Collection: Rustemeyer Papers

Author: August Stockebrand

Description: Letter from August Stockebrand to Bernard Rustemeyer, November 1, 1923.

August Stockebrand to Bernard Rustemeyer, November 1, 1923

English Text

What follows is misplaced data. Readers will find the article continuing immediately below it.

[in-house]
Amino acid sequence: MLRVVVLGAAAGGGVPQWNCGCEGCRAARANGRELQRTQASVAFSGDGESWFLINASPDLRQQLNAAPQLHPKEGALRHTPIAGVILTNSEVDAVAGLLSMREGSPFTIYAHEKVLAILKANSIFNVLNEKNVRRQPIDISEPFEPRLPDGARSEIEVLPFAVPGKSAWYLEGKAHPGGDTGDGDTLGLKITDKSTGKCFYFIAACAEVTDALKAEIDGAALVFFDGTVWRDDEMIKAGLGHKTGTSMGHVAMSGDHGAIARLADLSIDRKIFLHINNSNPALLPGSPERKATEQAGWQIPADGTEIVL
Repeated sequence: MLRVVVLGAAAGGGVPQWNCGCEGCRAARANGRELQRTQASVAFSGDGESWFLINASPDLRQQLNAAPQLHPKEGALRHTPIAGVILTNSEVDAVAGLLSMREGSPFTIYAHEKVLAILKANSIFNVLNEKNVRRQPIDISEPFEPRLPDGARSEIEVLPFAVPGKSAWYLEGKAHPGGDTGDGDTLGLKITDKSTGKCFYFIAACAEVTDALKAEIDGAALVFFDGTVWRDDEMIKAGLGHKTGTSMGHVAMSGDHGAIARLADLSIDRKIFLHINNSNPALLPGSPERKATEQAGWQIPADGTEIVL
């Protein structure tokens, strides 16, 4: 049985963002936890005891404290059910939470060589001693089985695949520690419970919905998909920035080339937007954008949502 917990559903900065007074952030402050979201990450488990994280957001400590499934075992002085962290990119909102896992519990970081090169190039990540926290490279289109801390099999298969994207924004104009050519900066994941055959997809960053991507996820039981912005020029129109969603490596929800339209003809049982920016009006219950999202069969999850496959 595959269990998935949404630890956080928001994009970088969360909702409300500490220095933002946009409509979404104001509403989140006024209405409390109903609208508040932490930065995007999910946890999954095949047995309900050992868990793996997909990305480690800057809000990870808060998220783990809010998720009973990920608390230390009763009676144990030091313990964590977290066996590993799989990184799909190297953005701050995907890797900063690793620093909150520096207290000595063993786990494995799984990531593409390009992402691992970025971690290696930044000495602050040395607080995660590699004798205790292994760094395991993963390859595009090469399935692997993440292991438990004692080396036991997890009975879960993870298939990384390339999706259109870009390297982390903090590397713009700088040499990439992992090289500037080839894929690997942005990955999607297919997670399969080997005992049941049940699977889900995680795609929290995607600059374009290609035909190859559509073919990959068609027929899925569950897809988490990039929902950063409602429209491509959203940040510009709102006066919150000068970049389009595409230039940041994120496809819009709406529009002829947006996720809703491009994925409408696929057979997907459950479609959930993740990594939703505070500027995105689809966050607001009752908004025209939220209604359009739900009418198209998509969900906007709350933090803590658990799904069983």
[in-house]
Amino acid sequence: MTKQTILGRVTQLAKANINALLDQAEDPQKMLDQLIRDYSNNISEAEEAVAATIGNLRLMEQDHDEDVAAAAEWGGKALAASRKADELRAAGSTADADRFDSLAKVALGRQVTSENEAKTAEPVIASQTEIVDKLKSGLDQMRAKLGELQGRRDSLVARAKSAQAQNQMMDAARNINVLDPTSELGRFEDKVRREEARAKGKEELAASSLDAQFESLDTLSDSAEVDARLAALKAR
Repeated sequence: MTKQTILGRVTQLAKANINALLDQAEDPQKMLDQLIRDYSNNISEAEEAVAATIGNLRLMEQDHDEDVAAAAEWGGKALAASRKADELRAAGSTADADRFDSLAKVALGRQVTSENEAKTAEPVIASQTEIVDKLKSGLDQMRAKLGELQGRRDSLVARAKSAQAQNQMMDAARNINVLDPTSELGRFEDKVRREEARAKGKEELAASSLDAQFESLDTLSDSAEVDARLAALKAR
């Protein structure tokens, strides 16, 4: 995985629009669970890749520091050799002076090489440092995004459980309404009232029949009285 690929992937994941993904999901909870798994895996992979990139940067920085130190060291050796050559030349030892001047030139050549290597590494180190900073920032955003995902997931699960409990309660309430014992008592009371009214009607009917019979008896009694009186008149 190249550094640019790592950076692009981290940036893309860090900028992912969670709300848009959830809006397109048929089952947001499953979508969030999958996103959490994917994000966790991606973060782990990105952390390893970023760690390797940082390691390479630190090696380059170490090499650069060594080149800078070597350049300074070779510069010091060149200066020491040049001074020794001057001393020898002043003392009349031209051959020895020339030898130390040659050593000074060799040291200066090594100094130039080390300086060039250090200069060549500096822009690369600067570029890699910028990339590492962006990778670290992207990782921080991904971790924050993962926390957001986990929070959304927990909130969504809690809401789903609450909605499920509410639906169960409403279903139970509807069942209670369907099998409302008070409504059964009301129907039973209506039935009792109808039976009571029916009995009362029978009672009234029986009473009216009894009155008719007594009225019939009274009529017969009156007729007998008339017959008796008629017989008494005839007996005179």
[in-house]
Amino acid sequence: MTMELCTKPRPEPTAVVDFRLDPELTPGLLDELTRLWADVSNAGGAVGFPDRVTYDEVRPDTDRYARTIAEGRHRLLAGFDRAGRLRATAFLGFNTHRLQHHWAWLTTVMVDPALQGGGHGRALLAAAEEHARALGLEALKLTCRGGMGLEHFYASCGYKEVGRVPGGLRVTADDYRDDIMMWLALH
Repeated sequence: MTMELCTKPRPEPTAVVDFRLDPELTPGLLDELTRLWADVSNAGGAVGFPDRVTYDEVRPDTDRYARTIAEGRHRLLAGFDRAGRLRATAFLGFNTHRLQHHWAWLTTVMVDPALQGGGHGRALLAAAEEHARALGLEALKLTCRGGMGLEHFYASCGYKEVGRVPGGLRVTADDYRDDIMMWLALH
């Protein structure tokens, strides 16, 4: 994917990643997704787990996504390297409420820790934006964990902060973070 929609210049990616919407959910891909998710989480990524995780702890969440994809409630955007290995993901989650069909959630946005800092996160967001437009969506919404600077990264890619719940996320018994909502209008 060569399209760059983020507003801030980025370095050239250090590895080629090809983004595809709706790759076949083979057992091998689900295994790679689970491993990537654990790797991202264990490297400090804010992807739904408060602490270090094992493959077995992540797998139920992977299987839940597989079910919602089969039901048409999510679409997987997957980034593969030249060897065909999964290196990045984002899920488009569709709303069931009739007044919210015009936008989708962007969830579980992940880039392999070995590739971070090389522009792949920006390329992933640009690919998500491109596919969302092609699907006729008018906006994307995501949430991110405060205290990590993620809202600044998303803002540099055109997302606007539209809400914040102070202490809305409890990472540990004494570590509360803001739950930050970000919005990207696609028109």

Dear Cousin Bernard and Family! Today I finally get around to begin to write about your letter of September 9 and the love package which we have received. Dear Bernard, you cannot imagine what joy your long anticipated letter brought me. It arrived on October 6. I had just had a bad eye inflammation, which isn't gone even today. My wife read the letter to me, and we both wept when we came to the part where you said you sent us a love package. Thank you, dear cousin! In all my life I never believed that something like that would be needed. We have money to burn, but unfortunately conditions are such in Germany that our money no longer has any buying power whatsoever. Therefore we can no longer buy anything from beautiful America nor from other countries. Hence it is inevitable that millions of people will be ruined unless God helps us. I'll quote a few prices for you. A Cate [?] of wheat and rye costs about 200 million. A loaf of bread 40 billion, eight times as much as damage from the 1871 war with France. A pound of butter, 120 billion. Bills under a million buy almost nothing anymore. I will enclose some. You can share them with your other dear cousins. Next time I'll enclose some million and billion mark bills, if you'd like to be pampered. About the harvest this year. We had a bumper crop of oats and wheat, but rye and potatoes were poor. A hundred pounds of potatoes cost 2-3 billion, and a pound of beef 15-20 billion. And so, dear cousin Bernard, Germany is now temporarily ruined in all respects. We fear that the worst is yet to come. Now dear cousin, about the package you sent. It arrived on October 30 in good condition, with 2 packets of coffee, 2 packets of tea and with sugar and rice unspoiled, and without a penny of postage due. The whole of it was filled with your love. I was speechless as we unpacked those wonderful things, tears and joy all at the same time. How can I ever repay you? We have plenty of money but it is nothing. I have requested some Masses to be said for the living and deceased of the Rustemeier family, which will be said in November and published from the pulpit. What more should I do for you, dear cousin? We are all well. We still have bread, etc. We would have to do without the good things such as you sent us. I and my wife send you our heartfelt thanks. You have spent a great deal on costs and postage. If I can only make it up to you, I will. On the day in November when the Holy Masses pray for you all, God will reward you and bring you still more good fortune. Especially you, dear Bernard since you are committed to us heart and soul. Greet all cousins, Joseph, Anton and Ferdinand. Don't tell them about Germany's woes. Tell them the other cousins, Giese and Bunson, and also Altekoesters all have bread to eat and all that is needed. If we don't see a string of robberies, which we do fear, we will live. I asked about Heinrich Altekoester. He is a bailiff in Ruhrort. He is well, though he must put up with privations like everyone else. When he comes here sometime I will give him your greetings and bid him drop you a line. Now, dear Bernard, I must close for today because my eyes can't go on. I'll write more next time if I am still alive. Enclosed you will find a letter for Josef; be so kind as to give it to him. Once again, our many, many thanks for the package of splendid things that you sent us. Our dear God will reward you. I will give my brother Ferdinand, who is 77 years old, a packet of coffee when he comes here. He sends you all his best greetings. He lives in Muenster with his wife and is still healthy. Brother Franz is still living with his daughter in Dueren and Gertrud lives in Neheim. They are all well. The cousins in Loest are all dead except for Berhard and August. Berhard is at the court in Bigge and August with the post office in Soest. They are well. They property in Soest has been sold. I passed along all the greetings that you sent me. I will greet Heinrich Altekoester personally when he comes here. Now, farewell to you all. And you, dear Bernard, accept our many-thousandfold thanks for the articles. In any event it cost you a lot, and it pains me that I can't send you a bottle of liquor in return, for I still have a great deal of it on hand. One liter costs 300 billion today. And now, dear Bernard, don't make me wait so long for a letter. But you have not received three of my letters, nor have you received many of the newspapers. One again, I close. Farewell! And many millions of sincere greetings to you and your wife and children, as well as all the others, Joseph, Anton, and Ferdinand, their wives, and their children. And you, dear Bernard, accept my sincere greetings. With love, your cousin August Stockebrand P.S. If I receive an answer from you around Christmas, then I pass along herewith best Christmas wishes. May God look after you. Farewell to you all.